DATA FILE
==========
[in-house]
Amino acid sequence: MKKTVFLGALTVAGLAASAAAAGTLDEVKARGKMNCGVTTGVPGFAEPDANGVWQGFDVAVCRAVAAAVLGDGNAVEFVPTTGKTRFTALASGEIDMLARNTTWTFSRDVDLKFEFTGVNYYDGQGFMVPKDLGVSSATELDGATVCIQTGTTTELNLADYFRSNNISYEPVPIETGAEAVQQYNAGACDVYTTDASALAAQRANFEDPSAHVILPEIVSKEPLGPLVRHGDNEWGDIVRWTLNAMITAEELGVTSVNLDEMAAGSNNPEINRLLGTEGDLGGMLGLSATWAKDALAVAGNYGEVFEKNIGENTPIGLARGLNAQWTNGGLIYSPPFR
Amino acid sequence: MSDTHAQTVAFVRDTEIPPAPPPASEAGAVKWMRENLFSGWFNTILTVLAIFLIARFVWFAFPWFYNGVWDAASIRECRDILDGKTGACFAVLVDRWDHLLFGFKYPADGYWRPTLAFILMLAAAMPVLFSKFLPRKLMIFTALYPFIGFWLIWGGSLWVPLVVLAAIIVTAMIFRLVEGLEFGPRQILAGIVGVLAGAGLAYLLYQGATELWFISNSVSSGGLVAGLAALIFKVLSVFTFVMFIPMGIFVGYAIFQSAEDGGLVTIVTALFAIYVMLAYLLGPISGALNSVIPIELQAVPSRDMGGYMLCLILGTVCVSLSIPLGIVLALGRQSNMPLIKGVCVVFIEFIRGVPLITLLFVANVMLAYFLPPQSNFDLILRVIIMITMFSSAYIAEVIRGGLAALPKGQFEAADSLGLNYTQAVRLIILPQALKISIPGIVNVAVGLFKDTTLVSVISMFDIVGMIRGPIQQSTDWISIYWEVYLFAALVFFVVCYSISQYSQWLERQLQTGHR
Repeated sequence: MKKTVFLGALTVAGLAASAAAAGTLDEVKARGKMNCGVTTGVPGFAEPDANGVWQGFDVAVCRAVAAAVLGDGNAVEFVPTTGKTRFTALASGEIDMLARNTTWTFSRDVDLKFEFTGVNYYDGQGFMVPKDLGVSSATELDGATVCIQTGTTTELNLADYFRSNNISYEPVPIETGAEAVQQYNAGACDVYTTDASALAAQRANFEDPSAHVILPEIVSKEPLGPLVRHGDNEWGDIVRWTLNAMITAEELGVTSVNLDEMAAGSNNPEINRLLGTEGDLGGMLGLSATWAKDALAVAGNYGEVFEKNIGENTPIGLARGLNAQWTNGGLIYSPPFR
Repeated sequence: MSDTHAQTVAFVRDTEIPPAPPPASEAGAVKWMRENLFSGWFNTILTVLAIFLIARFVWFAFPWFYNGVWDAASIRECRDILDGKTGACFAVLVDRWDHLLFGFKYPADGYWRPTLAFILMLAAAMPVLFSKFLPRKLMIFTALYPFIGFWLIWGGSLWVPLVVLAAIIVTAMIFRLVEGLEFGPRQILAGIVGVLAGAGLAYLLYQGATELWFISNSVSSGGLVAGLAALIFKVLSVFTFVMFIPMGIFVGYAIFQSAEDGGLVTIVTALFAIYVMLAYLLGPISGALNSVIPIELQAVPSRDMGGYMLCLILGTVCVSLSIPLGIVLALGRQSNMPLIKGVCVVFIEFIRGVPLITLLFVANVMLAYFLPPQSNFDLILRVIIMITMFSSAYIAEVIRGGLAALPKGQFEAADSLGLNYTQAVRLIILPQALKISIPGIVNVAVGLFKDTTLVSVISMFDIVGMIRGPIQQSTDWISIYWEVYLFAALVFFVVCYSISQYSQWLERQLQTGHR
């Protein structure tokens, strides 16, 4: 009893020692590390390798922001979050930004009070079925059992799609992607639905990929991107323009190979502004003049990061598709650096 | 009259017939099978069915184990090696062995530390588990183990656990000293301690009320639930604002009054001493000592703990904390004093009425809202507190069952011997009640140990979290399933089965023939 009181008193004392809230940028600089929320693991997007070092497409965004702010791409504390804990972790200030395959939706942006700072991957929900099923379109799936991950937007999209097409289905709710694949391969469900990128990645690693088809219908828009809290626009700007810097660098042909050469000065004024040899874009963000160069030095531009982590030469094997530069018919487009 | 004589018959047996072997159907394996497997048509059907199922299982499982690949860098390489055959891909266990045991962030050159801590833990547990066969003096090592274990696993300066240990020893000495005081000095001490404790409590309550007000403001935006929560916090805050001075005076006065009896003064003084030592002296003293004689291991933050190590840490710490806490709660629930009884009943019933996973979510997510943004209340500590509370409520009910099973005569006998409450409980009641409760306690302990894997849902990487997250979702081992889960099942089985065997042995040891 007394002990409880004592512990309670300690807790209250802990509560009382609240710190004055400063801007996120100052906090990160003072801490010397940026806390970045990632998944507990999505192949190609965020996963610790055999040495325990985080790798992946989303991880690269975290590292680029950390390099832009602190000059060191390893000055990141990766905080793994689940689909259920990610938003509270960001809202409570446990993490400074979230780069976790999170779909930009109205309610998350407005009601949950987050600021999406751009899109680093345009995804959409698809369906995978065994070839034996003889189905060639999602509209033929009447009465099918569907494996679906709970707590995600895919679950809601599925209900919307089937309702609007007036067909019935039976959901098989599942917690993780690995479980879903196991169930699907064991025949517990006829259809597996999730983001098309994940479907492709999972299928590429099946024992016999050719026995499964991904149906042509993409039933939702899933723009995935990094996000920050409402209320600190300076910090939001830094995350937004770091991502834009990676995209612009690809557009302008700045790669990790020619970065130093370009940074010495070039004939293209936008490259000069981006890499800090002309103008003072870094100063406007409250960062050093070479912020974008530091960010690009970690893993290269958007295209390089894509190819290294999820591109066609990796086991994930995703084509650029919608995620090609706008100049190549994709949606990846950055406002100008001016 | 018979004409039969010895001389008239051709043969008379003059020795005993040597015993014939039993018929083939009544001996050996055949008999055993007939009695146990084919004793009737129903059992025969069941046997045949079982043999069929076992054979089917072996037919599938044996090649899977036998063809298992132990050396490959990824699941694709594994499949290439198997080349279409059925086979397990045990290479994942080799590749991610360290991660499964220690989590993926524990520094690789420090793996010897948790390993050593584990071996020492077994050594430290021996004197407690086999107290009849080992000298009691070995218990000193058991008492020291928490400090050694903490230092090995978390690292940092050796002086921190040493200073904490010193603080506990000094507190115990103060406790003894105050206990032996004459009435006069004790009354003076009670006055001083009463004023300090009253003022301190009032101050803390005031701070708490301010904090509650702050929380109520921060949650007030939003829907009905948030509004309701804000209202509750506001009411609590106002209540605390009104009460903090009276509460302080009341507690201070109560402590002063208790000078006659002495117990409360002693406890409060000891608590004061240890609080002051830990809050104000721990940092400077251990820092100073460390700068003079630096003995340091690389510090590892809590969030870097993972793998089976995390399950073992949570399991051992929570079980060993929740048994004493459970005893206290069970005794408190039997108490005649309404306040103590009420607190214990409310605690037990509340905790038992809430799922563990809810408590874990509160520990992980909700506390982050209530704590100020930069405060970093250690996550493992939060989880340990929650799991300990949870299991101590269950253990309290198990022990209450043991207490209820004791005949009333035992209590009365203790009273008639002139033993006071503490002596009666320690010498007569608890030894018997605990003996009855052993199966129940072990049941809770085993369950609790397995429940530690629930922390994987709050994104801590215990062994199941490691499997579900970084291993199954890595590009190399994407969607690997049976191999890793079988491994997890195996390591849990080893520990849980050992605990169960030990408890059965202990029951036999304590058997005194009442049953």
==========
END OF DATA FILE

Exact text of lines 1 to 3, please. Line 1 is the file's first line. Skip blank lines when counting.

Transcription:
[in-house]
Amino acid sequence: MKKTVFLGALTVAGLAASAAAAGTLDEVKARGKMNCGVTTGVPGFAEPDANGVWQGFDVAVCRAVAAAVLGDGNAVEFVPTTGKTRFTALASGEIDMLARNTTWTFSRDVDLKFEFTGVNYYDGQGFMVPKDLGVSSATELDGATVCIQTGTTTELNLADYFRSNNISYEPVPIETGAEAVQQYNAGACDVYTTDASALAAQRANFEDPSAHVILPEIVSKEPLGPLVRHGDNEWGDIVRWTLNAMITAEELGVTSVNLDEMAAGSNNPEINRLLGTEGDLGGMLGLSATWAKDALAVAGNYGEVFEKNIGENTPIGLARGLNAQWTNGGLIYSPPFR
Amino acid sequence: MSDTHAQTVAFVRDTEIPPAPPPASEAGAVKWMRENLFSGWFNTILTVLAIFLIARFVWFAFPWFYNGVWDAASIRECRDILDGKTGACFAVLVDRWDHLLFGFKYPADGYWRPTLAFILMLAAAMPVLFSKFLPRKLMIFTALYPFIGFWLIWGGSLWVPLVVLAAIIVTAMIFRLVEGLEFGPRQILAGIVGVLAGAGLAYLLYQGATELWFISNSVSSGGLVAGLAALIFKVLSVFTFVMFIPMGIFVGYAIFQSAEDGGLVTIVTALFAIYVMLAYLLGPISGALNSVIPIELQAVPSRDMGGYMLCLILGTVCVSLSIPLGIVLALGRQSNMPLIKGVCVVFIEFIRGVPLITLLFVANVMLAYFLPPQSNFDLILRVIIMITMFSSAYIAEVIRGGLAALPKGQFEAADSLGLNYTQAVRLIILPQALKISIPGIVNVAVGLFKDTTLVSVISMFDIVGMIRGPIQQSTDWISIYWEVYLFAALVFFVVCYSISQYSQWLERQLQTGHR